Jim Morton, AAP
Kiwis coach Steve Kearney is eyeing rookie Parramatta backrower Manu Ma'u for his Test pack as Sonny Bill Williams' international rugby league career creeps towards an end.
Just three weeks out from the May 2 Anzac Test, Kearney admitted he was unsure of Williams' intentions of playing in the World Cup final rematch against Australia at Allianz Stadium.
The Roosters star will return to rugby union at the end of the season and the indications are he may well have played his last league international.
Kearney isn't aware whether Williams had made himself available for the Anzac clash but will sound him out in the next week.
"He's probably one name of 30-35 at the moment in terms of who is in and out at this stage and who we are looking for in terms of the future for the New Zealand jumper," he said.
Williams' World Cup experience was soured by reports that named he and Kieran Foran as players being investigated by the New Zealand Rugby League for Stilnox abuse.
A tight-lipped Kearney said no players had been stood down following the investigation but the matter had been dealt with.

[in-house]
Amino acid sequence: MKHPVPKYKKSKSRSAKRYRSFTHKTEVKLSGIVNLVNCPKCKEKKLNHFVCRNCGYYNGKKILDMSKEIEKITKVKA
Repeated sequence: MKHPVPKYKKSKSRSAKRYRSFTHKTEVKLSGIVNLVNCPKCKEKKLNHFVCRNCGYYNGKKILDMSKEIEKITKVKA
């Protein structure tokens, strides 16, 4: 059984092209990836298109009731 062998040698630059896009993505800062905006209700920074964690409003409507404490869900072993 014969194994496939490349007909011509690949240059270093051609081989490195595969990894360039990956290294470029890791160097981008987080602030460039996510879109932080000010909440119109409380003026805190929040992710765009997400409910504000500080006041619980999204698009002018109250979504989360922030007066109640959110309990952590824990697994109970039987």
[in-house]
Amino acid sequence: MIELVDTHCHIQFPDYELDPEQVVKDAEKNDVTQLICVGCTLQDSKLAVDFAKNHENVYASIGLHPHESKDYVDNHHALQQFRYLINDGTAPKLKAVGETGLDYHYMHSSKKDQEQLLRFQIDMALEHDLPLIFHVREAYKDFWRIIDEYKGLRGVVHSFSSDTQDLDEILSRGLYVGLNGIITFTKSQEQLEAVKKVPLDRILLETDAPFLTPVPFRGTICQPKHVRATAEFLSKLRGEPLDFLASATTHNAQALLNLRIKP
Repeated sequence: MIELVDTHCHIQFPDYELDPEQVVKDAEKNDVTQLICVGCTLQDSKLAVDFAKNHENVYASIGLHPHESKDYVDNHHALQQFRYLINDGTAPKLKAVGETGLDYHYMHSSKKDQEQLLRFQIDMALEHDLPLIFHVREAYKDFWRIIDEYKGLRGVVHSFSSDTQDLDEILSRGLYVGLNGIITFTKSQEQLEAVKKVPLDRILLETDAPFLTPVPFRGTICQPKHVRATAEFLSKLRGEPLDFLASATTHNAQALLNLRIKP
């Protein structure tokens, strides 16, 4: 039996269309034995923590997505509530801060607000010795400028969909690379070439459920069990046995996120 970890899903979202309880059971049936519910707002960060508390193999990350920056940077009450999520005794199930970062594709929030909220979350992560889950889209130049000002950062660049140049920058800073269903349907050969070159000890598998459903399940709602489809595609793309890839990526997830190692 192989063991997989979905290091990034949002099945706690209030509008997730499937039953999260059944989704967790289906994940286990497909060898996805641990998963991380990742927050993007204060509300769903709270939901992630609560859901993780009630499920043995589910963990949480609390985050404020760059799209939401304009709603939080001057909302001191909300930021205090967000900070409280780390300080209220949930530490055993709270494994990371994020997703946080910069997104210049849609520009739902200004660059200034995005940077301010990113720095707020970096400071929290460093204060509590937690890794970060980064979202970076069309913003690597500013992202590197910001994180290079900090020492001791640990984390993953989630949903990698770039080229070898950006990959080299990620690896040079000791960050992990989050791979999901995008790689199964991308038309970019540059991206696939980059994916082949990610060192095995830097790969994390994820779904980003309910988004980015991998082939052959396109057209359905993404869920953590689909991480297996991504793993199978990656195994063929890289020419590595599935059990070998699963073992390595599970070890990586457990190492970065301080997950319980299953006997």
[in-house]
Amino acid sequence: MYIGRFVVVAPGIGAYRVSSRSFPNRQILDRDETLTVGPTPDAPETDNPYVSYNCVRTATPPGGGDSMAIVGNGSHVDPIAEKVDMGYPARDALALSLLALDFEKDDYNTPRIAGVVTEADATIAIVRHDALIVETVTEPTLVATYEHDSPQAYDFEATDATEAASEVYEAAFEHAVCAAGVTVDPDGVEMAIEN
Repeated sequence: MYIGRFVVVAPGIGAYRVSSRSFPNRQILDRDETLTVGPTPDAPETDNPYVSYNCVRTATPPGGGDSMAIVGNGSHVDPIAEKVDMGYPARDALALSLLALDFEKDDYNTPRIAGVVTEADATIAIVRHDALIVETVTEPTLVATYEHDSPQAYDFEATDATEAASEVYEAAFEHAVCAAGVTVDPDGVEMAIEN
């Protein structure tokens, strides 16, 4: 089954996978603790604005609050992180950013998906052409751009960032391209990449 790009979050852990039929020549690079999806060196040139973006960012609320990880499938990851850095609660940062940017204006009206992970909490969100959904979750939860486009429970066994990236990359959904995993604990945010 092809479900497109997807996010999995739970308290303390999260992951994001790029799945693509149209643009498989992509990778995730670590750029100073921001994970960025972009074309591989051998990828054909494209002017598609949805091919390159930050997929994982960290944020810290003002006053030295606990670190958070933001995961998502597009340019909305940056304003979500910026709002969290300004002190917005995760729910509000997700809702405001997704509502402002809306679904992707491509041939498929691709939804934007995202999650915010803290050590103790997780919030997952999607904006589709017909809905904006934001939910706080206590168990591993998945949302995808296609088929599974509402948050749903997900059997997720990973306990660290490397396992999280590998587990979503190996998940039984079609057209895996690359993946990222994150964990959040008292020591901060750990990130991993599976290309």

"From our point of view the full stop has been put behind it and we're moving on now," he said.
While SBW stands among the best back-rowers in the game, the Kiwis aren't short on options, with Kearney lavishing praise on Parramatta's uncapped Ma'u and talking up the depth in his ranks.
Auckland product Ma'u only arrived in Sydney last year after rebuilding his life following two years in jail for a gang-related assault in 2007.
The 25-year-old - who made his NRL debut in round one this season - has been a key contributor for the rejuvenated Eels and has already been discussed by Kiwi selectors.
"He's certainly a name down on the piece of paper," Kearney said.
"The way he's playing he'd have to catch the eye, he jumps out at you when he's playing."
While New Zealand have made a habit of upsetting Australia in big games like the 2008 World Cup final and 2010 Four Nations final, they are yet to win an Anzac Test since it became an annual event.
Kearney believed the Kangaroos had a natural advantage through Queensland's domination of State of Origin but felt his team were improving.
"The reality is we play a side where 80 per cent of them spend a fair bit of time together in the last eight or nine years and we get one week together," he said.
"I thought we have taken some giant strides in this game the last few years."